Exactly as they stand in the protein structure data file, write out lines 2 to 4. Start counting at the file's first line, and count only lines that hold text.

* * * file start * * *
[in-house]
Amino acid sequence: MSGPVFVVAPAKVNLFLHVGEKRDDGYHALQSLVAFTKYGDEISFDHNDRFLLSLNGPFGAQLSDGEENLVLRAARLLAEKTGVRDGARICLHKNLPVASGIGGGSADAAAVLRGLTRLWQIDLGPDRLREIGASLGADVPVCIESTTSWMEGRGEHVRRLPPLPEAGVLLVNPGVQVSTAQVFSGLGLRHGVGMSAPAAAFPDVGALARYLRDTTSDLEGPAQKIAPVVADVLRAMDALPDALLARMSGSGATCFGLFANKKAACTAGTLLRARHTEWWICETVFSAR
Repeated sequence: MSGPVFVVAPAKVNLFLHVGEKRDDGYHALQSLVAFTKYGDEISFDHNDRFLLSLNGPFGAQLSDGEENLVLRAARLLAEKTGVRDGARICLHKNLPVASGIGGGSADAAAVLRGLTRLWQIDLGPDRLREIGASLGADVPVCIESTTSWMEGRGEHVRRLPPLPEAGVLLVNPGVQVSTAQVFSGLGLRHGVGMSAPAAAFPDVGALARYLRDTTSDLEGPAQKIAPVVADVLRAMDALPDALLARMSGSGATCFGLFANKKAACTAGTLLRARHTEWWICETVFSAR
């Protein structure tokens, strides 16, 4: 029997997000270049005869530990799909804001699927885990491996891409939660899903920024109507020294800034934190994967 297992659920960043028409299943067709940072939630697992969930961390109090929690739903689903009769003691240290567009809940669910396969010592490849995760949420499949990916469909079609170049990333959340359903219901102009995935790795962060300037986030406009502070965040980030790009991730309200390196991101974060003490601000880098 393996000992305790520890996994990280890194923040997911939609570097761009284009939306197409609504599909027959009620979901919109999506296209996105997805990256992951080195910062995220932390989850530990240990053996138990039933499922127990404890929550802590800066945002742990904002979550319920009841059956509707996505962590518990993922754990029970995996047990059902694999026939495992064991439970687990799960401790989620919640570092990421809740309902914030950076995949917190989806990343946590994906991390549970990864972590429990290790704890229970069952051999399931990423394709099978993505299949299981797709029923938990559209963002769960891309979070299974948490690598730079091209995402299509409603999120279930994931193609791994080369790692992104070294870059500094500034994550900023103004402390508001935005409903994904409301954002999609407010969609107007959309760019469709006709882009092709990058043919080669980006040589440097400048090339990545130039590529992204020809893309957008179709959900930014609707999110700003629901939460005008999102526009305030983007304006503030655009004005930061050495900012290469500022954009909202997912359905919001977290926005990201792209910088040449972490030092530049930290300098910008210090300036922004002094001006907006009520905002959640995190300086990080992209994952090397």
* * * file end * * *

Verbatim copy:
Amino acid sequence: MSGPVFVVAPAKVNLFLHVGEKRDDGYHALQSLVAFTKYGDEISFDHNDRFLLSLNGPFGAQLSDGEENLVLRAARLLAEKTGVRDGARICLHKNLPVASGIGGGSADAAAVLRGLTRLWQIDLGPDRLREIGASLGADVPVCIESTTSWMEGRGEHVRRLPPLPEAGVLLVNPGVQVSTAQVFSGLGLRHGVGMSAPAAAFPDVGALARYLRDTTSDLEGPAQKIAPVVADVLRAMDALPDALLARMSGSGATCFGLFANKKAACTAGTLLRARHTEWWICETVFSAR
Repeated sequence: MSGPVFVVAPAKVNLFLHVGEKRDDGYHALQSLVAFTKYGDEISFDHNDRFLLSLNGPFGAQLSDGEENLVLRAARLLAEKTGVRDGARICLHKNLPVASGIGGGSADAAAVLRGLTRLWQIDLGPDRLREIGASLGADVPVCIESTTSWMEGRGEHVRRLPPLPEAGVLLVNPGVQVSTAQVFSGLGLRHGVGMSAPAAAFPDVGALARYLRDTTSDLEGPAQKIAPVVADVLRAMDALPDALLARMSGSGATCFGLFANKKAACTAGTLLRARHTEWWICETVFSAR
């Protein structure tokens, strides 16, 4: 029997997000270049005869530990799909804001699927885990491996891409939660899903920024109507020294800034934190994967 297992659920960043028409299943067709940072939630697992969930961390109090929690739903689903009769003691240290567009809940669910396969010592490849995760949420499949990916469909079609170049990333959340359903219901102009995935790795962060300037986030406009502070965040980030790009991730309200390196991101974060003490601000880098 393996000992305790520890996994990280890194923040997911939609570097761009284009939306197409609504599909027959009620979901919109999506296209996105997805990256992951080195910062995220932390989850530990240990053996138990039933499922127990404890929550802590800066945002742990904002979550319920009841059956509707996505962590518990993922754990029970995996047990059902694999026939495992064991439970687990799960401790989620919640570092990421809740309902914030950076995949917190989806990343946590994906991390549970990864972590429990290790704890229970069952051999399931990423394709099978993505299949299981797709029923938990559209963002769960891309979070299974948490690598730079091209995402299509409603999120279930994931193609791994080369790692992104070294870059500094500034994550900023103004402390508001935005409903994904409301954002999609407010969609107007959309760019469709006709882009092709990058043919080669980006040589440097400048090339990545130039590529992204020809893309957008179709959900930014609707999110700003629901939460005008999102526009305030983007304006503030655009004005930061050495900012290469500022954009909202997912359905919001977290926005990201792209910088040449972490030092530049930290300098910008210090300036922004002094001006907006009520905002959640995190300086990080992209994952090397």